I went to bed ridiculously late last night. I’m not sure why; I don’t really have an excuse except bad time management and the fact that I generally prefer to go to bed late and get up late unless I have a good external reason not to do so. Still, I felt shockingly drained and burnt out when I woke up today, low mood and zero energy, and I’m not really sure why. I didn’t think I did that much yesterday, but maybe I did, or maybe I’ve just been pushing myself too hard cumulatively lately, to try to finish the latest draft of my novel so that E can read it and so that I can start looking for an agent and a publisher; trying to keep up with my shiurim (religious classes) and divrei Torah (Torah thoughts) as well as prayer and other Torah study; trying to exercise (which has almost dropped off the radar totally), to help around the house a bit and so on.

I listened to music to try to lift my mood a little and get energy. I feel bad about doing that in the Three Weeks of mourning when religious Jews are not supposed to listen to music. I know my rabbi mentor said it was OK, but part of me at least feels too functional to take advantage of that, and I have a lot of uncertainty about whether what I feel is “really” autistic burnout or what. Autistic burnout is a poorly-understood phenomenon, only recognised as a real thing by the psychiatric world about five years ago. But what I really want is to shave my itchy Three Weeks beard off, which is driving me crazy. But I will wait until Monday afternoon for that, as I’m supposed to.

E is really supportive, but we both feel frustrated about being on different continents and not knowing when that will end.

After lunch, I felt a little better. I drafted my devar Torah. It ended up not being what I intended, as the introduction grew too long and became the bulk of the piece, with an also longer-than-intended unrelated Tisha B’Av thought at the end. In fact, the whole thing took longer to write than I’d hoped, about an hour and a half. I spent half an hour or more working on my novel too, which wasn’t much, but I was reasonably pleased with what I had done. I Skyped E in the evening too, so it ended up being a better day than I expected when I woke up. I do usually manage to get to a point where I can do some things regardless of how tired/depressed/burnt out/whatever you want to call it that I feel when I wake up, I just wish I could move that point earlier in the day.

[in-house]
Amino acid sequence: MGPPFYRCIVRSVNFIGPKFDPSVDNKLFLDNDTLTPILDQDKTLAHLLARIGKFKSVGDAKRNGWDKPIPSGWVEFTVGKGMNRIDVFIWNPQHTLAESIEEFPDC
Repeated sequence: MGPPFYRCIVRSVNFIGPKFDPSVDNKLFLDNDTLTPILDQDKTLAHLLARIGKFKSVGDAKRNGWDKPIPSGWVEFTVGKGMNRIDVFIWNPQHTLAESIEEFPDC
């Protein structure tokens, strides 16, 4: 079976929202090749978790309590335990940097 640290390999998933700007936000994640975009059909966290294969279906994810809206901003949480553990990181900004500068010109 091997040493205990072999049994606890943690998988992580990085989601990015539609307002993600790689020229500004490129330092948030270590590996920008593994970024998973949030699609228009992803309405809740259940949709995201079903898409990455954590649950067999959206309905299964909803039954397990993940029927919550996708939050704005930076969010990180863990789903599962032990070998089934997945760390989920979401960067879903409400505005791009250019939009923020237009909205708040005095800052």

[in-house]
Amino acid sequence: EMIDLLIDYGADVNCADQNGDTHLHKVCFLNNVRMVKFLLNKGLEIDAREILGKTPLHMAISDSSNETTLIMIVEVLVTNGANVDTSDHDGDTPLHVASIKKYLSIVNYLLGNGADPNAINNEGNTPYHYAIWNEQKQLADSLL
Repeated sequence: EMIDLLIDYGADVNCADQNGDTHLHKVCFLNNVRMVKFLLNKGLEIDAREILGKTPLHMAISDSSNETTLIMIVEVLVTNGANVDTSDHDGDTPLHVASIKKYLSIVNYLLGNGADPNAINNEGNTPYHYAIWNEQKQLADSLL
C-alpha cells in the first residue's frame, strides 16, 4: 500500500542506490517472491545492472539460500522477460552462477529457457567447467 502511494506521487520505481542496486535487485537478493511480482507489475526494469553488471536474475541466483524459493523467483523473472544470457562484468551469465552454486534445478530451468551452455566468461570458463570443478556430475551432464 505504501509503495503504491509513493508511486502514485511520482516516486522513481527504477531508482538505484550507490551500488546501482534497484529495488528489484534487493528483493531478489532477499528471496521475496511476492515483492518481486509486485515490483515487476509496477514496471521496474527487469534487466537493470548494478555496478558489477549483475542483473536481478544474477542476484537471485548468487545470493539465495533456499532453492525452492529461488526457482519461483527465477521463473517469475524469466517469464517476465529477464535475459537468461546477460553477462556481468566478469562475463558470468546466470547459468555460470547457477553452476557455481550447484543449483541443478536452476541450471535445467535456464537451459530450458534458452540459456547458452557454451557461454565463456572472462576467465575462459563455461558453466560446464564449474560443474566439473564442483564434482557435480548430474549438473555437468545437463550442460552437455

11 thoughts on “Carry That Weight

  1. Presumably your rabbi mentor knows less about autistic burnout than you do. Given that, and you’re probably setting the bar higher for yourself, it seems like chances are pretty good that you’ve got a valid exception.

    Liked by 1 person

    1. I hope so. It’s largely academic for another year, as I won’t listen to music on Shabbat or the fast day on Sunday, so it’s only tomorrow and Monday morning before work where it might be an issue.

      Liked by 1 person

  2. What’s most important is that you’re able to function and that you find ways to deal with your down times. If music helps, it’s a positive.

    Liked by 1 person

  3. My perception is that autistic burnout could happen from the greater workload on our brains from higher sensory sensitivity, or higher levels of brain activity through following more potential thought tracks in our minds (we tend to do a lot of things consciously that others do more habitually perhaps, especially socially), or higher levels of anxiety in general, or a combination of all of them. All of the cumulative friction that exists between autistic people and the ‘normal’ world would definitely add up to exhaustion! I’ve come to appreciate that it’s something I experience tooβ€” I’ve never been able to be a 9-5 person, there’s no way I could keep anything up that consistently.

    Liked by 2 people

    1. Interesting, thanks for sharing.

      I’ve not been a consistent 9-5 person for many years, and I’m not sure how I managed to be one at school for so long. I think I paid for it with years of depression in my late teens and twenties, sadly.

      Liked by 2 people

      1. Same here, I sometimes wonder that too! I think there’s a lot of factors in itβ€” extra neuroflexibility when younger, perhaps; the fact we grow up only knowing only one way; feeling scared to express ourselves. I didn’t enjoy school either, and I know I had a relatively good experience. I expressed a lot of angst and stress whilst at home though, to make up for it. School has the potential to be so traumatising.

        Sometimes you have to experience being out of a situation to realise how dysfunctional it was, but you can’t go back. It’s like realising you’ve been gaslighted.

        Liked by 2 people

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